- Jay Baruchel, Glenn Howerton, Matt Johnson, Cary Elwes
- Written by
- Matt Johnson and Matthew Miller ( adapted by). Jacquie McNish ( based on the book by)
- Directed by
- Matt Johnson
- Run Time
- 2h 2min
- Release Date
Sometime in the late 2000’s I thought I was one of the cool kids on the block when I got my first Blackberry. Little did I now that that coolness with be short lived and if I really wanted to be cool I needed to get an iPhone. Some will never know what life was like before the iPhone, but what you have to understand, is if you were somebody, you had a Blackberry, one of the first phones that helped you take life on the go. The story most don’t know is what happened behind the scenes, and that is where Blackberry the movie is going to take us.
In a building somewhere in Waterloo, Ontario a group of engineers lead by Mike Lazardis (Jay Baruchel) and Doug (Matt Johnson) are creating the next big thing. Their companies name is R.I.M. ( Research In Motion) and they think they have figured out a way to combine a pager, a phone, and your computer’s email into one device, you know, crazy talk. Mike and Doug are smart guys, but they are also easily walked over, but after a failed meeting with a company, someone there sees something in what they offered and wants to help. That man is Jim Balsillie (Glenn Howerton), who after getting 33% of the company and becomes Co-CEO, takes lead in getting this new phone out there. After all their hard work the world is introduced to the Blackberry, a phone that becomes the “it” thing to have and ends up controlling over 40% of the phone market. Things are going great, but what goes up must come down, and with the introduction of the iPhone in 2007, the ending of the Blackberry could be just after it begins.
Written by Jacquie McNish, Matthew Miller, and Matt Johnson, the latter also directing, is freely inspired from the book Losing the Signal, by journalists Jacquie McNish and Sean Silcoff. Blackberry presents the lighting -like rise, in a way that is both very appealing both visually and through audio, that makes you feel like you are in that time. Although early on the script provides plenty of laughs, as it progresses and gets closer to the collapse, it becomes much more serious. Also by telling the story in its straight forward way, about this group of nerds who change the world, VS. the business world, where figures and dollar signs rule, also adds some value to the narrative. It is this choice that makes the story compelling and beautiful, that became the first giant step which would take us where we are today in mobile technology.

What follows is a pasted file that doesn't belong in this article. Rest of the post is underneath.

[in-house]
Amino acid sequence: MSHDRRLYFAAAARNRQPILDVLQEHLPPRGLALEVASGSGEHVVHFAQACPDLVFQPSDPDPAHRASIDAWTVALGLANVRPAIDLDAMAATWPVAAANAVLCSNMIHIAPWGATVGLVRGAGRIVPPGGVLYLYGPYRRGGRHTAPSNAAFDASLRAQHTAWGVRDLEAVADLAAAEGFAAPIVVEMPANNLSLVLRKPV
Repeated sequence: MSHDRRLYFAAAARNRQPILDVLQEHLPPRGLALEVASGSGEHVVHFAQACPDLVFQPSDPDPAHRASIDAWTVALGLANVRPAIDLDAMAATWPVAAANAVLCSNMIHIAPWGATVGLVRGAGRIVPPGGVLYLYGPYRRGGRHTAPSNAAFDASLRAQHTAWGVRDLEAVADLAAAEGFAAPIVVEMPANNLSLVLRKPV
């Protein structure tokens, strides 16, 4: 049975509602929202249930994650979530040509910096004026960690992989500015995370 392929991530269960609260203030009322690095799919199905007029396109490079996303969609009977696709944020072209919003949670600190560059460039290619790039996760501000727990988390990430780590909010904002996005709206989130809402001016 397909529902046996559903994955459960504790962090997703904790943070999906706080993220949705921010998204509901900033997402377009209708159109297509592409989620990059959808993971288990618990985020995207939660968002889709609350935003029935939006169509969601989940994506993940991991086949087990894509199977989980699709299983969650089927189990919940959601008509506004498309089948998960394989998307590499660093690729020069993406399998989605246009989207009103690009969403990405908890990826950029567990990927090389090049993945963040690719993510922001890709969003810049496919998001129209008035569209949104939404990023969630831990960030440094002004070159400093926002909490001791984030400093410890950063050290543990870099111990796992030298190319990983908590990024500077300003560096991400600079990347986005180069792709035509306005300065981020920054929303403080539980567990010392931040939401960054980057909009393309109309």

Matt Johnson delivers a highly entertaining tech biopic, that will have you thinking about The Social Network, but with a slightly lesser budget. The low-key production is not a harsh take down of went wrong, but instead a sympathetic one about the rise and fall of Blackberry, The cast is great, led by Howerton, who gives a fiery performance and plays a fascination villain, and Baruchel who plays a role unlike anything he has done before. Everything is so well done, that you can forgive it for being a paint by number biopic, it also doesn’t hurt how entertaining it is. I for one have never forgotten that Blackberry I owned, and after watching Blackberry the film, I still would not trade my iPhone for it, but I also will never forget the cool.